Blair backed India over Kashmir
When Tony Blair departs from 10 Downing Street on June 27, he will leave behind a legacy that India will remember for a long time.
Blair's 10-year rule as Britain's prime minister marked a complete change in the British perception of the Indo-Pakistan dispute over Kashmir — engineering a radical turn-around of the government's policy on the issue — and a significant increase in bilateral trade and investment relations, so much so that British companies consider it "business critical" to have partnerships in India.
Blair's leadership was also crucial in mending the relations – which were fractured as a result of the Labour party's encouragement to Kashmir lobbies. Since 2000, the British government has iterated time and again in both the House of Commons and the House of Lords since 2000 that Britain would not arbitrate, and it was for the two parties to sit down and negotiate a solution.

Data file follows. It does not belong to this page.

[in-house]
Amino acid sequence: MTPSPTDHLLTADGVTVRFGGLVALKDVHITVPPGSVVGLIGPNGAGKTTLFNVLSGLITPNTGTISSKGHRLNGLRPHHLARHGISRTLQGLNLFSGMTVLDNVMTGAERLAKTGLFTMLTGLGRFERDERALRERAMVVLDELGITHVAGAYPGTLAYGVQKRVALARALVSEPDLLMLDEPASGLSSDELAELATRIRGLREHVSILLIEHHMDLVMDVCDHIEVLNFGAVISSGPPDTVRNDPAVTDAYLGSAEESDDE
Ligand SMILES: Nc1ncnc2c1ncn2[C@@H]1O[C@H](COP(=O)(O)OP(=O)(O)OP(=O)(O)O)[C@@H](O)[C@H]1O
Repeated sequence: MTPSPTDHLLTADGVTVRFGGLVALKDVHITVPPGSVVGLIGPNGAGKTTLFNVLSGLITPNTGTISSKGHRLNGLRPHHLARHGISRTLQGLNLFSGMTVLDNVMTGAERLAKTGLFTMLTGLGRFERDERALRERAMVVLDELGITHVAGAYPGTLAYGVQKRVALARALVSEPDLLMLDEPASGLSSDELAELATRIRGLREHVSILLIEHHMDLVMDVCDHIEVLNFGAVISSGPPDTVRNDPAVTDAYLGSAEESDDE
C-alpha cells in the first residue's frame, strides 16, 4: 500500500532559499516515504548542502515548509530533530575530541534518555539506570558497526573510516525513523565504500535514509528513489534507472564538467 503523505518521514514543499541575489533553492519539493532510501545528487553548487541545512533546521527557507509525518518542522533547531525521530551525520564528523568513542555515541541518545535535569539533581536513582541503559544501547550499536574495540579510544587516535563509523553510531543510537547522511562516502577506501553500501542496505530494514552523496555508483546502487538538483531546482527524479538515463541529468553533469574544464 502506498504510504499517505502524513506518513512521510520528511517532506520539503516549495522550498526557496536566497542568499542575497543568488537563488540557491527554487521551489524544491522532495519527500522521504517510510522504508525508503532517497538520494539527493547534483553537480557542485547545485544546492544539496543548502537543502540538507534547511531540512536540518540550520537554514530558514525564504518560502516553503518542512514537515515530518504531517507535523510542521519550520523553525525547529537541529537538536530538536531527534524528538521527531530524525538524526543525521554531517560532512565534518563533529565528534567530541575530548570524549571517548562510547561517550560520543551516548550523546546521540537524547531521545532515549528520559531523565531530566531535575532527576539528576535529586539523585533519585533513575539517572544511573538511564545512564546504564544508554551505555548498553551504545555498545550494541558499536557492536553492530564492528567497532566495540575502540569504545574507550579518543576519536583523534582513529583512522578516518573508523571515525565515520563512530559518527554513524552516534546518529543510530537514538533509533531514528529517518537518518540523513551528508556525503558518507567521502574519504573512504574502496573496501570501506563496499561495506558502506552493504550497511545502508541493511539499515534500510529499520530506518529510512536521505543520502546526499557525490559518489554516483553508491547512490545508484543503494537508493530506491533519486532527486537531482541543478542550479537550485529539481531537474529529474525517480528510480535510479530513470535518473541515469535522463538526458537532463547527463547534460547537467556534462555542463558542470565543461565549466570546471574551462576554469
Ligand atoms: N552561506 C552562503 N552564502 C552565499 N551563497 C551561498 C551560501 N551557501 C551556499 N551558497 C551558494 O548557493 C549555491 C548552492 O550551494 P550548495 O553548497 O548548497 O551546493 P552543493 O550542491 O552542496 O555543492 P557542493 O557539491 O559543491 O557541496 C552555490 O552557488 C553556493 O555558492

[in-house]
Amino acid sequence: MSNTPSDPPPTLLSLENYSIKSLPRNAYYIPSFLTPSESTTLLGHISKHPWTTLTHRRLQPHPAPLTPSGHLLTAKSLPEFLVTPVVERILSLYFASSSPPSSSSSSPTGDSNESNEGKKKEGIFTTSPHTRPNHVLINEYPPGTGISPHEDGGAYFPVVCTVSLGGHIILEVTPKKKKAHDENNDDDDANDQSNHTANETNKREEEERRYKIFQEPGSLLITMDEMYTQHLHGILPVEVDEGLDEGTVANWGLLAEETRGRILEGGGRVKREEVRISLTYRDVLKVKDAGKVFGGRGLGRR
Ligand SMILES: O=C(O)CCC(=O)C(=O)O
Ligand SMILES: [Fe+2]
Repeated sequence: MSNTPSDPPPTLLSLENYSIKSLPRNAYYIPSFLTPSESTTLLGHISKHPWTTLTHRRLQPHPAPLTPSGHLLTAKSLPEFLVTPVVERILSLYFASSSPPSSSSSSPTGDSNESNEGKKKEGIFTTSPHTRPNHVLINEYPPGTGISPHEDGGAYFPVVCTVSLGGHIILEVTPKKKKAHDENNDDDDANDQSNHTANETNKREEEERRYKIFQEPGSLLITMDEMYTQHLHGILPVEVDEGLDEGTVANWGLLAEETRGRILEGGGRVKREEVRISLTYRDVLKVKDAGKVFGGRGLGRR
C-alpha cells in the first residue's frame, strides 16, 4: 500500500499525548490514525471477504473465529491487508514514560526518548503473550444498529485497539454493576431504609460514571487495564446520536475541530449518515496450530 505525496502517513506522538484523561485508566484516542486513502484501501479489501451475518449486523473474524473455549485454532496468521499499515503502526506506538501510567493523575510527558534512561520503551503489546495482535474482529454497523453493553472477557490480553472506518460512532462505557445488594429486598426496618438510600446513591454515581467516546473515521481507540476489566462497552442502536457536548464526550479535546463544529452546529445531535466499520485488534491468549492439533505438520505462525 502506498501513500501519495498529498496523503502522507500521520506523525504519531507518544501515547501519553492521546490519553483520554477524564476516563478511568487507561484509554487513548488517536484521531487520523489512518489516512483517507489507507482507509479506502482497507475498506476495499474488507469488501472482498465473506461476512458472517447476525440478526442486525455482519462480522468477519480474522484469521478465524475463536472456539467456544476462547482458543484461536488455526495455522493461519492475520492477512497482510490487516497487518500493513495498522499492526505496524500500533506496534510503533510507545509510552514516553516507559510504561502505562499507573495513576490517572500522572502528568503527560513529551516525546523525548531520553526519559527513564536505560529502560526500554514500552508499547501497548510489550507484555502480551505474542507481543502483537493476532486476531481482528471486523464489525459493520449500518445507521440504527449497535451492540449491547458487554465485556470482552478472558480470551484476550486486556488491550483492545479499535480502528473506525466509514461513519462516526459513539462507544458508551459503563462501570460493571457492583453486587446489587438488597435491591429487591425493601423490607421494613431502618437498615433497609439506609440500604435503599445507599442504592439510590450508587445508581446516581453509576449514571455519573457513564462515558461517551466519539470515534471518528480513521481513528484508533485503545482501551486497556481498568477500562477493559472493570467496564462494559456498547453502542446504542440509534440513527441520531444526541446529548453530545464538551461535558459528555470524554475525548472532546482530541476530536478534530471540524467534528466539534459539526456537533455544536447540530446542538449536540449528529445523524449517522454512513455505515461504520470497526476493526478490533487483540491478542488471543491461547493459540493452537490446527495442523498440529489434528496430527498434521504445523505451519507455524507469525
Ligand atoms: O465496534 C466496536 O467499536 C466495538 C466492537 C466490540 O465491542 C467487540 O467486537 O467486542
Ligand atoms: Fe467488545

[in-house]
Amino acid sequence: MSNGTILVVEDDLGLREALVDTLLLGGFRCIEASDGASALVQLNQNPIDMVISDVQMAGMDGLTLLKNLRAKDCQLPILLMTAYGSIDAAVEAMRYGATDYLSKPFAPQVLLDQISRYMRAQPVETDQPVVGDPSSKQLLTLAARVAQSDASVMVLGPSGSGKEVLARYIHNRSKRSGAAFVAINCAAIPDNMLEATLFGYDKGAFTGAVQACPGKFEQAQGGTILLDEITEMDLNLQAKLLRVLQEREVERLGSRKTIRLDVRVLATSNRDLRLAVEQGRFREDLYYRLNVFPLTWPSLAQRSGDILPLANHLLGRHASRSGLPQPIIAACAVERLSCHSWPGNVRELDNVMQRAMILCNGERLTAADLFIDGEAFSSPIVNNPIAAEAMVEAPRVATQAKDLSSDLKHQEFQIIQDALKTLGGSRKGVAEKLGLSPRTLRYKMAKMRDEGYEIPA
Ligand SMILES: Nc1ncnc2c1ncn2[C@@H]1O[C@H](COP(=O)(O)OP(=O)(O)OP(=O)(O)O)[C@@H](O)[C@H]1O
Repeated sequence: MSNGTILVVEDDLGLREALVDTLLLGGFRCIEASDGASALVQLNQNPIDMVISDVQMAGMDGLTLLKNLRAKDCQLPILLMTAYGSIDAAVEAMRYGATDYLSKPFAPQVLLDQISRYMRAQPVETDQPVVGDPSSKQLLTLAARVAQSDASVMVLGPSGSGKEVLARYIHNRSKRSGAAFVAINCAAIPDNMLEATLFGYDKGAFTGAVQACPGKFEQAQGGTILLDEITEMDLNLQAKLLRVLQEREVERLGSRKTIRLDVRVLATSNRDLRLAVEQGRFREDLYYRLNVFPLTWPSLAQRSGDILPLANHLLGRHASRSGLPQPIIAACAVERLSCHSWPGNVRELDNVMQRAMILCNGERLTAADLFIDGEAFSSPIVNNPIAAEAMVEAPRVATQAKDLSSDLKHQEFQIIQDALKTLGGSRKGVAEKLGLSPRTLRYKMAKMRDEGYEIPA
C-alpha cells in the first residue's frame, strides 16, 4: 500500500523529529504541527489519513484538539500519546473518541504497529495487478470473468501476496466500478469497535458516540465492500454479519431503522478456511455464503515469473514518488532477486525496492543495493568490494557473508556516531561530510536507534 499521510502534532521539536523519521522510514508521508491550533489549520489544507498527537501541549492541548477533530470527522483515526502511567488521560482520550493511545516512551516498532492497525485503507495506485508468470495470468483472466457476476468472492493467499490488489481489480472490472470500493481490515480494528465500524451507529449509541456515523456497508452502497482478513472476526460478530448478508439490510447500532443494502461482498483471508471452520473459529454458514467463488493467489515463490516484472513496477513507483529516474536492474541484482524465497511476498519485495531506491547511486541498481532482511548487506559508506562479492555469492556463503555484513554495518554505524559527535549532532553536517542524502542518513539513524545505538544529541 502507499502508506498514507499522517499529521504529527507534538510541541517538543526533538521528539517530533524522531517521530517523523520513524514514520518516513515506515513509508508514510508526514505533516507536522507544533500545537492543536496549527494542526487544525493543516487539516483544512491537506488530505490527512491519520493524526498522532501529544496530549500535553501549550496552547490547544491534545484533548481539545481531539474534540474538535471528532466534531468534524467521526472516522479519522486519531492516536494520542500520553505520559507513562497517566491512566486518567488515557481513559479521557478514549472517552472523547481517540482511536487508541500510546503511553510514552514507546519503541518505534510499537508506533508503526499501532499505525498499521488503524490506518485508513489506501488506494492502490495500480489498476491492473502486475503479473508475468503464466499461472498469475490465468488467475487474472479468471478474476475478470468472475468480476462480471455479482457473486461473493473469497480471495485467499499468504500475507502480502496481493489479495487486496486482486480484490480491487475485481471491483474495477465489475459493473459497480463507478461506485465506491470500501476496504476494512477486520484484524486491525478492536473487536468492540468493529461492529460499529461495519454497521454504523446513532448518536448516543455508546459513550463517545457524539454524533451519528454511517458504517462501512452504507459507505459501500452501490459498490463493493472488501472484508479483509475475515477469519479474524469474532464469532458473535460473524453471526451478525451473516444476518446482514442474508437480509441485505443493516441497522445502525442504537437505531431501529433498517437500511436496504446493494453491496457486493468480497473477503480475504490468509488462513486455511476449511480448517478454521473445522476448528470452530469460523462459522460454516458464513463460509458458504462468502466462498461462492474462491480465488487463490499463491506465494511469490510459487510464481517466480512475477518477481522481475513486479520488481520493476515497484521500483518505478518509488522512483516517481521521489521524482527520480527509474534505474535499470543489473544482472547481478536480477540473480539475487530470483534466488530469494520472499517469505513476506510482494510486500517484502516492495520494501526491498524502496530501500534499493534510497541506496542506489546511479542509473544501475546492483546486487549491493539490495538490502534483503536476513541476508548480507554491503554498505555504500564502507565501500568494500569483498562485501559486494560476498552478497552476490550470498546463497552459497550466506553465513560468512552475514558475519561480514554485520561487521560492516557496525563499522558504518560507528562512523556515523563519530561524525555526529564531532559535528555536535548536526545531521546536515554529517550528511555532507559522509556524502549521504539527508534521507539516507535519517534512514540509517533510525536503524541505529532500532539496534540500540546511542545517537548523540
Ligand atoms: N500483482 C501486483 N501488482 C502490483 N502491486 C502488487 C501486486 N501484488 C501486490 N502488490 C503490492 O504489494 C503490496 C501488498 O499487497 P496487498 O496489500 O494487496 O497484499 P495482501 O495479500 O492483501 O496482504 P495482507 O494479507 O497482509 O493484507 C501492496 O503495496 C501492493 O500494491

This marked a paradigm shift in what was the government's stated policy that Britain, because of historic reasons, had the moral responsibility to help resolve the Kashmir dispute between India and Pakistan and that human rights violation must stop.
As the policy changed formed alliances, today, many groups are backing peace talks with the only proviso that Kashmiris be made a party to any settlement.
There has been significant increase in bilateral trade and investment relations. India is now one of the biggest investors in the UK and two-way trade of goods and services has doubled since 1993.
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